There are not only different strains, or ‘cultivars’ of hemp; there are even different species. It can be confusing for first-time smokable hemp users, especially if you had always thought of hemp as that stuff rope is made from! Well, it turns out, hemp is excellent for many uses — potentially thousands. Including exciting medicinal health benefits, scientists are discovering daily.
Now that hemp is federally legal in the United States, savvy hemp breeders are busy cross-breeding for new and exciting high-cannabinoid hemp varietals. So, what are the variables when it comes to hemp species and different varietals? Let’s break it down.
The first thing to understand about the amazing hemp plant is its relationship with marijuana.
They are the same Cannabis species — or technically, one of the same three cannabis species (more about that below). The main difference between hemp and marijuana (including in the eyes of the feds) is THC, aka tetrahydrocannabinol. THC is the cannabinoid that imparts a psychoactive feeling. Or the compound in marijuana that gives users the experience of a “high.”
There are many additional cannabinoids in hemp (and marijuana) plants, including CBD (cannabidiol) and CBG (cannabigerol). But none of those have a psychoactive element. According to the 2018 farm bill, hemp is legally defined as having less than .3 percent THC. Any cannabis plant harvested over .3 percent is legally considered ‘marijuana.” But if it is under .3 percent, it is legally considered ‘hemp.’
Yes, most hemp does contain a tiny THC percentage; however, for reference sake, most of the marijuana strains currently circulating test at 15 to even 25 percent THC. So, essentially hemp has so little THC as not to be noticeable. The bottom line, smoking hemp doesn’t make you high.
There are three species of cannabis that are often inter-bred to highlight different effects. These are the same species interbed for marijuana as well, — as noted above — breeders select for low THC plants.
While the different species of the cannabis plant is still a hotly debated topic amongst taxonomists, generally speaking breeders have agreed upon three main species used in hemp breeding.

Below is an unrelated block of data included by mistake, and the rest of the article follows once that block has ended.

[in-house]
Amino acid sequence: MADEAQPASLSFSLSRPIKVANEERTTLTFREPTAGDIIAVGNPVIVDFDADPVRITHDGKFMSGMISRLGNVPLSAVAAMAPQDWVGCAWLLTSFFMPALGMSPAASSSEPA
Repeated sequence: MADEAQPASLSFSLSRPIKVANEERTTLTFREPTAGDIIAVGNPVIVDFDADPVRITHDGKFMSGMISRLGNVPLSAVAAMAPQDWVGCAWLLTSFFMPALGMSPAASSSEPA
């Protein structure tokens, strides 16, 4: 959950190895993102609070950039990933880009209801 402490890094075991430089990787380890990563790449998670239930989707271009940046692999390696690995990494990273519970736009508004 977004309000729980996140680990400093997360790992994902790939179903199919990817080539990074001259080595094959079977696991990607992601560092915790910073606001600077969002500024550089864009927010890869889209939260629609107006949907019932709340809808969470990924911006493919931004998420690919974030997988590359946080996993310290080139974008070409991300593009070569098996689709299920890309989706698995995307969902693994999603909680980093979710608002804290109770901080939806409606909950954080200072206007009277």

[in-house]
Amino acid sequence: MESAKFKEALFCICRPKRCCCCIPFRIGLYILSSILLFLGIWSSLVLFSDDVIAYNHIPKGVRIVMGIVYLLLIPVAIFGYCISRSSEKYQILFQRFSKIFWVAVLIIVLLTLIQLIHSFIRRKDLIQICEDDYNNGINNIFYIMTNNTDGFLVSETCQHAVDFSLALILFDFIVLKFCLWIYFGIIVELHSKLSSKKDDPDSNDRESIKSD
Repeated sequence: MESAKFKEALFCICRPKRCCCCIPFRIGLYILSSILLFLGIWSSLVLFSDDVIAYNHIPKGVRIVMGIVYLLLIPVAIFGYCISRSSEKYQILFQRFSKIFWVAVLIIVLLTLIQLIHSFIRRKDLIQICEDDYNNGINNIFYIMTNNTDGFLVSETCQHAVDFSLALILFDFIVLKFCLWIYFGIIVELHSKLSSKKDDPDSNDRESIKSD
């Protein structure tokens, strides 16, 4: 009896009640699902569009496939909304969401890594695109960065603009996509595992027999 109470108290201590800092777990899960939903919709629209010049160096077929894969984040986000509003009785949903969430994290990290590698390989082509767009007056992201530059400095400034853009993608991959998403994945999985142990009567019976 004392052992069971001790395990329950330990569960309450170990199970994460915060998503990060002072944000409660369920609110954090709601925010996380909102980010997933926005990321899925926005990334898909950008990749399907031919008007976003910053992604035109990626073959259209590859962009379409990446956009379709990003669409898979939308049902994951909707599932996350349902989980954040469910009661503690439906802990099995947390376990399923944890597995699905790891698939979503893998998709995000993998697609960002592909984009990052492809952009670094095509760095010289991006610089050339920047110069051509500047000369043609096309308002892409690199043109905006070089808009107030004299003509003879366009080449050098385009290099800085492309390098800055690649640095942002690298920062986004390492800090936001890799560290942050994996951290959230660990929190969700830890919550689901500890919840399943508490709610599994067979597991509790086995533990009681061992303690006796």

Cannabis sativa generally evolved in European regions, and it is associated with uplifting and mood-enhancing properties. Cannabis sativa is thought to energize and improve the spirits of its users.
Cannabis indica primarily originated in Asian countries. It has been typically thought to impart calming, relaxing effects good for stress and pain relief. Cannabis indica is associated mainly with the traditional ‘fiber hemp’ grown for fiber and grain, not to smoke or made into essential oils for medical benefit.
Cannabis ruderalis is a shorter, stalker version of the cannabis plant that primarily evolved in Southeast Asia. Its principal property is a short period of growth before starting to flower.
Other hemp varietals flower only when daylight hours become less than a certain amount a day (typically around 13 hours). Cannabis ruderalis however, does not need a shortening day length to produce flowers. That is why ruderalis strains are commonly called “autoflower.” Auto-flowering properties are useful because they allow hemp growers to grow year-round in greenhouse conditions that control light and temperature.
Many people ask if they grow a hemp plant for CBD, can they also use it for fiber?
While technically, that is true, hemp varietals used for fiber (and grain) production has been selected for different characteristics than hemp is grown for flower and CBD production.
Hemp grown for fiber is selected for plants that grow long, tall, straight stems that produce long strands of ‘bast’ fiber. They also provide a second, short fiber called “hurd.” The bast fiber is what is woven into textiles. Hurd fiber is used for things like animal bedding and hempcrete. Fiber hemp varietals are not selected to grow a lot of big flowers.
Hemp grown for cannabinoid production (like CBD and CBG) look similar to what many people think of as marijuana plants. They are shorter and stocky with lots of branches and a large production of big flowers harvested for the cannabinoids.
Yes, CBD hemp will make fiber, but it will not produce the long bast fibers, which are what the hemp fiber market demands.
It is tough to say what type of hemp is best because, in reality, all three species have been extensively interbred. Most geneticists believe the different species of cannabis had all interbred and essentially become a ‘hybrid’ species long before humans actively started selecting different strains for different traits. Even though today, hemp breeders will classify their varietals as having more “sativa” versus “indica” traits.
Hemp (and the cannabis species) is all a big mish-mash of traits!
How do you know which one to select for you? Well, the best way is to understand what cannabinoid you are interested in experiencing. Every hemp breeder, including Colorado Breeders Depot, is required by law to post a COA (certificate of analysis) showing the percentage of cannabinoids in that particular hemp strain (and harvested crop).
By checking the COA, you can assure the hemp you are purchasing is indeed hemp (under the .3 percent THC thresh-hold), and you can concentrate on what other cannabinoids you want to experience. Speaking with a knowledgeable hemp breeder or smokable hemp ‘budtender’ can help direct you to what strain for what sort of experience will work best for you.
In the end, though, there are many different smokable hemp varieties on the marketplace. And more coming. So, feel free to experiment and try out different strains and find your favorite. That is what is so remarkable about the cannabis plant — it has something for everyone.
At Colorado Breeders Depot, we have a wide-range of smokable hemp varietals grown by our farm and farmers we trust. Reach out via our website, and we would be happy to help you choose the best varietal for you.